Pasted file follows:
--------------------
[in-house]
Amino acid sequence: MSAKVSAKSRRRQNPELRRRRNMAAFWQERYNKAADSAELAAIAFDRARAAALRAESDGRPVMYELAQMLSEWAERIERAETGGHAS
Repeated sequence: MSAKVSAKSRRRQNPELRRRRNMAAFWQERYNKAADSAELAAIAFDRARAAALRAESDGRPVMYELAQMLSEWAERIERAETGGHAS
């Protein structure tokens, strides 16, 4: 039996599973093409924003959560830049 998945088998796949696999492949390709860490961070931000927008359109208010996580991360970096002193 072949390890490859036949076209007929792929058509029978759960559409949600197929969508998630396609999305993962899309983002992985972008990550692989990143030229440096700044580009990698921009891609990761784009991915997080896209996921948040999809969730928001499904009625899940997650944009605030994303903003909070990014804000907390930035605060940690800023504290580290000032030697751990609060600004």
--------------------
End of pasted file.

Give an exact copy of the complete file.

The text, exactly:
[in-house]
Amino acid sequence: MSAKVSAKSRRRQNPELRRRRNMAAFWQERYNKAADSAELAAIAFDRARAAALRAESDGRPVMYELAQMLSEWAERIERAETGGHAS
Repeated sequence: MSAKVSAKSRRRQNPELRRRRNMAAFWQERYNKAADSAELAAIAFDRARAAALRAESDGRPVMYELAQMLSEWAERIERAETGGHAS
């Protein structure tokens, strides 16, 4: 039996599973093409924003959560830049 998945088998796949696999492949390709860490961070931000927008359109208010996580991360970096002193 072949390890490859036949076209007929792929058509029978759960559409949600197929969508998630396609999305993962899309983002992985972008990550692989990143030229440096700044580009990698921009891609990761784009991915997080896209996921948040999809969730928001499904009625899940997650944009605030994303903003909070990014804000907390930035605060940690800023504290580290000032030697751990609060600004």